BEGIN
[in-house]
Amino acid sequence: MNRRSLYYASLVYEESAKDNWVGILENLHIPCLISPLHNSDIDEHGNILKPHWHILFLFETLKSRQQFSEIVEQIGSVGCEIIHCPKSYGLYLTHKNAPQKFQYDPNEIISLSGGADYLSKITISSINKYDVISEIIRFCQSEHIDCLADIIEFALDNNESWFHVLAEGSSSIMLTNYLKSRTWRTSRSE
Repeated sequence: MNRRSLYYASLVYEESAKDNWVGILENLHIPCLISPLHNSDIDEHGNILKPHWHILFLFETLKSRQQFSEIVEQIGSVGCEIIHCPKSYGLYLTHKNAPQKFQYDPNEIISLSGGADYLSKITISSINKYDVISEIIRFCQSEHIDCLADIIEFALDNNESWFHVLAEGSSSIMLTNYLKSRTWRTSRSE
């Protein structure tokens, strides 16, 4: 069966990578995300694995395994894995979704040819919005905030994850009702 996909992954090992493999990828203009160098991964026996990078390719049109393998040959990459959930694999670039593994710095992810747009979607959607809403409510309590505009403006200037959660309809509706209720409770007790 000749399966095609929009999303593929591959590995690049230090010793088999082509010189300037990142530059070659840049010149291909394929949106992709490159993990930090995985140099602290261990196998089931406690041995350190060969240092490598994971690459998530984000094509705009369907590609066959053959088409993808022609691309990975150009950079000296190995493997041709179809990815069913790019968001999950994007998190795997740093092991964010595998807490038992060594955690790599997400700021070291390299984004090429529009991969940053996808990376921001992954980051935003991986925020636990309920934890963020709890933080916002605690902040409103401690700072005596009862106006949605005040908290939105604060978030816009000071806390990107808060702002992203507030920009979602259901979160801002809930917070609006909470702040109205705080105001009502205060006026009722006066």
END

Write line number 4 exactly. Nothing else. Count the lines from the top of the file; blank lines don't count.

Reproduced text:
């Protein structure tokens, strides 16, 4: 069966990578995300694995395994894995979704040819919005905030994850009702 996909992954090992493999990828203009160098991964026996990078390719049109393998040959990459959930694999670039593994710095992810747009979607959607809403409510309590505009403006200037959660309809509706209720409770007790 000749399966095609929009999303593929591959590995690049230090010793088999082509010189300037990142530059070659840049010149291909394929949106992709490159993990930090995985140099602290261990196998089931406690041995350190060969240092490598994971690459998530984000094509705009369907590609066959053959088409993808022609691309990975150009950079000296190995493997041709179809990815069913790019968001999950994007998190795997740093092991964010595998807490038992060594955690790599997400700021070291390299984004090429529009991969940053996808990376921001992954980051935003991986925020636990309920934890963020709890933080916002605690902040409103401690700072005596009862106006949605005040908290939105604060978030816009000071806390990107808060702002992203507030920009979602259901979160801002809930917070609006909470702040109205705080105001009502205060006026009722006066």